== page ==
Seattle for treatment.
During his 2 1/2 year treatment program, O’Donnell earned a
doctorate of psychology from the University of Washington.
While in Seattle, O’Donnell was assigned to St. Paul’s parish
Three men have come forward to allege O’Donnell abused them as
minors while he was receiving treatment, charges that allow law suits to
be brought against the Seattle diocese. Upon completion of his treatment,
O’Donnell continued to serve in Washington parishes until he was removed
from the ministry in 1985.
Flynn recalls Skylstad had an uncanny ability to remember names,
people and even important dates; however, Bishop Skylstad says he does not
remember meeting with the altar boy.
O’Donnell has admitted to that particular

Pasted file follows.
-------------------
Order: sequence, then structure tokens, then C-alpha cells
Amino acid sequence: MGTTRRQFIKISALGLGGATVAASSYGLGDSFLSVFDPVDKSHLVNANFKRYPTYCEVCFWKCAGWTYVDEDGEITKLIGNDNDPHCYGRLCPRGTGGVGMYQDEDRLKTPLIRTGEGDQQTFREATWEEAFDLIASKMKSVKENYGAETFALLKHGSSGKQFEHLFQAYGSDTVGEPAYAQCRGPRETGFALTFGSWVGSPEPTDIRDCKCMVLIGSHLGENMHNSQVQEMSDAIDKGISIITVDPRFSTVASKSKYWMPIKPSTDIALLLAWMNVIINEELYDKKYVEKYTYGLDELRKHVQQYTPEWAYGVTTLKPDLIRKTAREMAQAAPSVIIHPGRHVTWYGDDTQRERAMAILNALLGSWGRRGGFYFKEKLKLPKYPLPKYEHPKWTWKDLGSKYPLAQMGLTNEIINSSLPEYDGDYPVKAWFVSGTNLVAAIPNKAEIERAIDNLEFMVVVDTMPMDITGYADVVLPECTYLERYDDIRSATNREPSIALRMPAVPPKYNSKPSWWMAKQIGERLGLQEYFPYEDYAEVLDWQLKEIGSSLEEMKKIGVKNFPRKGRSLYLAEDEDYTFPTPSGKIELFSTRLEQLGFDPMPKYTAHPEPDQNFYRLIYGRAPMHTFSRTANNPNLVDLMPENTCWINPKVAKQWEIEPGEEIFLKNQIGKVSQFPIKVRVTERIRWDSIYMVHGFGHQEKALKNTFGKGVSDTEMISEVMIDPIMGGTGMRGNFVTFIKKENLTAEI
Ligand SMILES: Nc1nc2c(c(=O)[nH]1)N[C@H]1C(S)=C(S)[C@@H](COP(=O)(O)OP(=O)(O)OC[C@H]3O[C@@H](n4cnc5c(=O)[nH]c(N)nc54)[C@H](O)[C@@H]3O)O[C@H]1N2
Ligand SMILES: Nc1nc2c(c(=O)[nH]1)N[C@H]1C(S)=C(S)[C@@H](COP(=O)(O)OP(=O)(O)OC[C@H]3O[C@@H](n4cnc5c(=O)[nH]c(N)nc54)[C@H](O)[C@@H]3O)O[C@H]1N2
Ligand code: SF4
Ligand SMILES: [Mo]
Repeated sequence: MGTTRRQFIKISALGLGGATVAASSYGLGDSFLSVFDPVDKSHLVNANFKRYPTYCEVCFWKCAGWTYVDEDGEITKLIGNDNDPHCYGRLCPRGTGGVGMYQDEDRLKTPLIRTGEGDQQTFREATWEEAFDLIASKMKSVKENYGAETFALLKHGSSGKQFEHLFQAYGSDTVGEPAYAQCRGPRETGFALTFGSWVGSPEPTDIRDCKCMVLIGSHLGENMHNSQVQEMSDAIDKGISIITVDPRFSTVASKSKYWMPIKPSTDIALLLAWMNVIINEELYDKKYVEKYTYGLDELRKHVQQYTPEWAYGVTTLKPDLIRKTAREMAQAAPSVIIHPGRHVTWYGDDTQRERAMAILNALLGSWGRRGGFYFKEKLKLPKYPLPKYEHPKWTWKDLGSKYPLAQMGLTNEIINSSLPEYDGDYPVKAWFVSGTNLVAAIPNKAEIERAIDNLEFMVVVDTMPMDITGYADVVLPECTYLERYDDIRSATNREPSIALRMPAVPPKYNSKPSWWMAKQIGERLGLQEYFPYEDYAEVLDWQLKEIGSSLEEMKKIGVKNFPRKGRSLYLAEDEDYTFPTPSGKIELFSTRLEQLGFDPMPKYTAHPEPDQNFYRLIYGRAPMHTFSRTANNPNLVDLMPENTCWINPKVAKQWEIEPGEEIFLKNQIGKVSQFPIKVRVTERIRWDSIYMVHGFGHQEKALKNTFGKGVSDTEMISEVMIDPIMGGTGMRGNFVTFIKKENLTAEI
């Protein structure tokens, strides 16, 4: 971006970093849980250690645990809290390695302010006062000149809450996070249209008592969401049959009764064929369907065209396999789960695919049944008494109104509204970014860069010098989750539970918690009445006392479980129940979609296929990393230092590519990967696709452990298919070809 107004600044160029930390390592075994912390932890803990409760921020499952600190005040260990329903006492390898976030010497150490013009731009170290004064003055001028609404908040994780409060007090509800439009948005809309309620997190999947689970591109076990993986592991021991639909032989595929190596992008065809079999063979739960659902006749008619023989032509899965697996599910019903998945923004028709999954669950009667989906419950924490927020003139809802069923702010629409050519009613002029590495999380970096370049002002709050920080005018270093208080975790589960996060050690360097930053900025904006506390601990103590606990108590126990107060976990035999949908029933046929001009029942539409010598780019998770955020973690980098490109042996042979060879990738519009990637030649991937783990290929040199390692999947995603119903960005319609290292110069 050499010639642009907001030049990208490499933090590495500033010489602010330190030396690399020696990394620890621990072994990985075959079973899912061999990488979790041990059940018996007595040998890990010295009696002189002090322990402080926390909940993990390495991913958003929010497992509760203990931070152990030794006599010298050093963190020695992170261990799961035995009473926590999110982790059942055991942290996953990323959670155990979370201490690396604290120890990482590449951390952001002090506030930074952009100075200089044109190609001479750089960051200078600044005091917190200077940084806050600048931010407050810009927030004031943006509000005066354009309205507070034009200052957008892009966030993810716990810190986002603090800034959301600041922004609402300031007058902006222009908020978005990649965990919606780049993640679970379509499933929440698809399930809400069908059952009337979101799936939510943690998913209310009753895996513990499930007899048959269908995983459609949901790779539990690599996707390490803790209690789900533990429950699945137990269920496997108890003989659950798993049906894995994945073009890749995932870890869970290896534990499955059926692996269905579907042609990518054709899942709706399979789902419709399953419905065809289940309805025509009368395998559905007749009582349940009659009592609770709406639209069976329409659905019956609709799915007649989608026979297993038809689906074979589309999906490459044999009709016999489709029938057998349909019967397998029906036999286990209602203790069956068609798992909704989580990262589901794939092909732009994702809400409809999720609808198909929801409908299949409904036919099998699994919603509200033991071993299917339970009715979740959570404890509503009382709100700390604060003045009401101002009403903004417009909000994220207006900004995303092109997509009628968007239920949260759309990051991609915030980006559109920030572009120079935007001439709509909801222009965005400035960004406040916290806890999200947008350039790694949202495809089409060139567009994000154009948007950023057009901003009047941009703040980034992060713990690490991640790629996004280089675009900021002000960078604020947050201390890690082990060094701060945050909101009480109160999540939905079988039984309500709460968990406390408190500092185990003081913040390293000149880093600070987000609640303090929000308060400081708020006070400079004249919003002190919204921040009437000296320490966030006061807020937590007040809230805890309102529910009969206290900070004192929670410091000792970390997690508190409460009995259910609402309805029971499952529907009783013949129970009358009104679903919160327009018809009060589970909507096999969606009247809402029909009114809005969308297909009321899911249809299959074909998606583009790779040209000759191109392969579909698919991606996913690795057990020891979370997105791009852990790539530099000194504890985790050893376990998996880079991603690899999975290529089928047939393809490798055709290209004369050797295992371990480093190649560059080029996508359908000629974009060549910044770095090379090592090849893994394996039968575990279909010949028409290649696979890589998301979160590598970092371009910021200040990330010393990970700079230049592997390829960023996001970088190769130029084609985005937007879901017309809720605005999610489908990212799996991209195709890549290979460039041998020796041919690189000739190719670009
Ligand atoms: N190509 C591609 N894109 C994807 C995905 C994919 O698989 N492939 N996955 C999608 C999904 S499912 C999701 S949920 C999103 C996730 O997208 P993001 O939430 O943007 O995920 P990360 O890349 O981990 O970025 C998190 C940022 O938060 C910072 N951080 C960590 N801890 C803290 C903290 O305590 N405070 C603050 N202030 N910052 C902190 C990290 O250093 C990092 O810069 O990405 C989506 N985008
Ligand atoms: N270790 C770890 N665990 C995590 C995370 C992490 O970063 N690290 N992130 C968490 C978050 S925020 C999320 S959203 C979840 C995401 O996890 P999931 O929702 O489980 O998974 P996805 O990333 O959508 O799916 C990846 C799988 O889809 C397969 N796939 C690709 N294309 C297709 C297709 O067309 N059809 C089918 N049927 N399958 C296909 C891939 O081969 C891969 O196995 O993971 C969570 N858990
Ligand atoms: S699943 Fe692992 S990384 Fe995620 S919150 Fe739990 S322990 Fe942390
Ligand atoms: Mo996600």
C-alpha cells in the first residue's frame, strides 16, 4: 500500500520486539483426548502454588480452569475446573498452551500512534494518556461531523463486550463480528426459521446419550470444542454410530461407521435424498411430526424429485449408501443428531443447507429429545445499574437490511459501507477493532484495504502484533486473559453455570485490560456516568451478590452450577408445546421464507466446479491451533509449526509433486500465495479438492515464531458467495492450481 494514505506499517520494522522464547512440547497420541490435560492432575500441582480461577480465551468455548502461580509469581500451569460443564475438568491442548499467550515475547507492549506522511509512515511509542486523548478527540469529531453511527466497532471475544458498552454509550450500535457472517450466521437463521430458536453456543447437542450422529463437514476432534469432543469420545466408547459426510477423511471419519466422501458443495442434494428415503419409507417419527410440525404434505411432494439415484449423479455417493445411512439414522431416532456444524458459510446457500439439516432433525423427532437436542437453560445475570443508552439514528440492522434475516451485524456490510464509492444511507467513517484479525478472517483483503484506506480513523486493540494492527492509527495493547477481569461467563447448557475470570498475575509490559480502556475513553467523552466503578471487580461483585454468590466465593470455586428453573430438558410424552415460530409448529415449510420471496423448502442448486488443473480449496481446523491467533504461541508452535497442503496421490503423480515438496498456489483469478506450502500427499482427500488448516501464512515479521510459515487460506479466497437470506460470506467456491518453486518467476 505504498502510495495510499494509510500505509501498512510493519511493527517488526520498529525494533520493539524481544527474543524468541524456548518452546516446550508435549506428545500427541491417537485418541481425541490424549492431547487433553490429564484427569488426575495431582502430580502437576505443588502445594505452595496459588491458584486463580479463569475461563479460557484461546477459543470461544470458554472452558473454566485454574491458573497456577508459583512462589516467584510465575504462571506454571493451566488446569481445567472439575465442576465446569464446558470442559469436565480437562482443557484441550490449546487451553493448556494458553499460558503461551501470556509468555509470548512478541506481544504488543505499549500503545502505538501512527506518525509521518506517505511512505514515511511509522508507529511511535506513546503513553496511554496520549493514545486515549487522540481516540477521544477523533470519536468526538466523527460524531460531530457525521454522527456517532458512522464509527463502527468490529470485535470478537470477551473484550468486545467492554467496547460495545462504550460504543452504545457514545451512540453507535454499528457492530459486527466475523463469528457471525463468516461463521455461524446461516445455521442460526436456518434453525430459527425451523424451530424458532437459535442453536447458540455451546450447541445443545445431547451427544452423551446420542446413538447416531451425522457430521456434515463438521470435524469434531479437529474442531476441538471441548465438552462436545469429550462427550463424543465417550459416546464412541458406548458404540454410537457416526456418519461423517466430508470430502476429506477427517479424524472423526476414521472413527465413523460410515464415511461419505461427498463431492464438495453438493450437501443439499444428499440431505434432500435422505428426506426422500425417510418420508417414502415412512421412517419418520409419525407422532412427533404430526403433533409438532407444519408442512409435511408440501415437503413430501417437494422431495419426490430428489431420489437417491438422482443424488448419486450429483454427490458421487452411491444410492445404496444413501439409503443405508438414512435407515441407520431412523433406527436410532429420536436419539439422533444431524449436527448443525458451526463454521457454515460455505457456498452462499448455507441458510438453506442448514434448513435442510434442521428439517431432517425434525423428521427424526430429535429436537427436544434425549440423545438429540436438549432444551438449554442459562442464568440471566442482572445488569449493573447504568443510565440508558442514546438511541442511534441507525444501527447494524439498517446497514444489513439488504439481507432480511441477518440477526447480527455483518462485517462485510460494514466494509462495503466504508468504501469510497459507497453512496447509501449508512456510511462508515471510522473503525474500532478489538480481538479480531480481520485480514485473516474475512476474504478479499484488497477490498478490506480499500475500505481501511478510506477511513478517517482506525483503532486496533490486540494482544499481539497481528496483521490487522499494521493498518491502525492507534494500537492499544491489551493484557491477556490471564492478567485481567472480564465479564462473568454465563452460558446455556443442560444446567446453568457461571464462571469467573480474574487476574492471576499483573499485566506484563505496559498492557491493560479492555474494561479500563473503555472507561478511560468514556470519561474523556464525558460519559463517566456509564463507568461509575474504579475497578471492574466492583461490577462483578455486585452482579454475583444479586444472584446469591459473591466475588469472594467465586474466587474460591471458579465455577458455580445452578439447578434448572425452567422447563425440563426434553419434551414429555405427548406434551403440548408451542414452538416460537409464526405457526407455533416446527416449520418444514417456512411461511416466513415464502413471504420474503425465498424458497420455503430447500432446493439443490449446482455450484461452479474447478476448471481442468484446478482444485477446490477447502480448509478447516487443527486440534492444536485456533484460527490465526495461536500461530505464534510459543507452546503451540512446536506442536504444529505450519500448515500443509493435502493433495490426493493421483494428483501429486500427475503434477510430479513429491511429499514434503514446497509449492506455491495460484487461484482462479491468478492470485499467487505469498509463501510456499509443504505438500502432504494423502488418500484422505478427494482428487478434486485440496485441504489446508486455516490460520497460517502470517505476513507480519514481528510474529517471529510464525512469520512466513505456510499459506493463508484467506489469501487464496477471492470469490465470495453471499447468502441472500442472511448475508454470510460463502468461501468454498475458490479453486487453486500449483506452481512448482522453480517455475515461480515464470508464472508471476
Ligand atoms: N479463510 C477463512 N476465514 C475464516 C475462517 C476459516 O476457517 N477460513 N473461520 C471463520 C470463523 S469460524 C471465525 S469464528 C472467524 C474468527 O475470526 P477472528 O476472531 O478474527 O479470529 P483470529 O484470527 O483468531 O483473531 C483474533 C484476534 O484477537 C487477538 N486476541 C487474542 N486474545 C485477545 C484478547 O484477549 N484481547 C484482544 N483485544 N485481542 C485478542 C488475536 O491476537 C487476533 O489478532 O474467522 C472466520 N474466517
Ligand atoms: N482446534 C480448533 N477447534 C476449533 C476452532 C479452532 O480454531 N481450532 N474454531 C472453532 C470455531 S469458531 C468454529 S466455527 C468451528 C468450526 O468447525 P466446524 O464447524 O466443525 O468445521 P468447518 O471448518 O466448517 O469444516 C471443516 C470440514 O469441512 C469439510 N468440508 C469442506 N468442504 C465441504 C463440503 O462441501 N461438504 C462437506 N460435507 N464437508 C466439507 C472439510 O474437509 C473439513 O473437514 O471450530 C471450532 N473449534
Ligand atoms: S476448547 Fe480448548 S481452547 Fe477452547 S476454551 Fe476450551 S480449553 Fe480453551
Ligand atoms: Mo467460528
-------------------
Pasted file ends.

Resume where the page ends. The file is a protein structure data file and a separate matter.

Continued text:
molestation and to that of 11 other boys, three of whom were molested in
the rectory where he lived with Skylstad.
During his 15 years as a priest, O’Donnell victimized more boys
at Assumption parish than at any other time.
In a November 16th Seattle Times article, staff reporters
claim “Skylstad's failure to stop O'Donnell, even after receiving
complaints, is a key allegation in five lawsuits against Skylstad,
O’Donnell and the diocese.”
In 2002-03, the Spokane diocese’s financial report states it
spent about $625,000 to resolve victims’ claims.
More than half went to legal fees.
Approximately two dozen of O’Donnell’s alleged victims are
seeking damages. Among the
defendants is a widow with the initials T. C.
Skylstad has telephoned and sent a letter to the Corrigan family
with his apologies. A second family has filed a lawsuit on behalf of their
son who committed suicide after revealing he was abused by O’Donnell.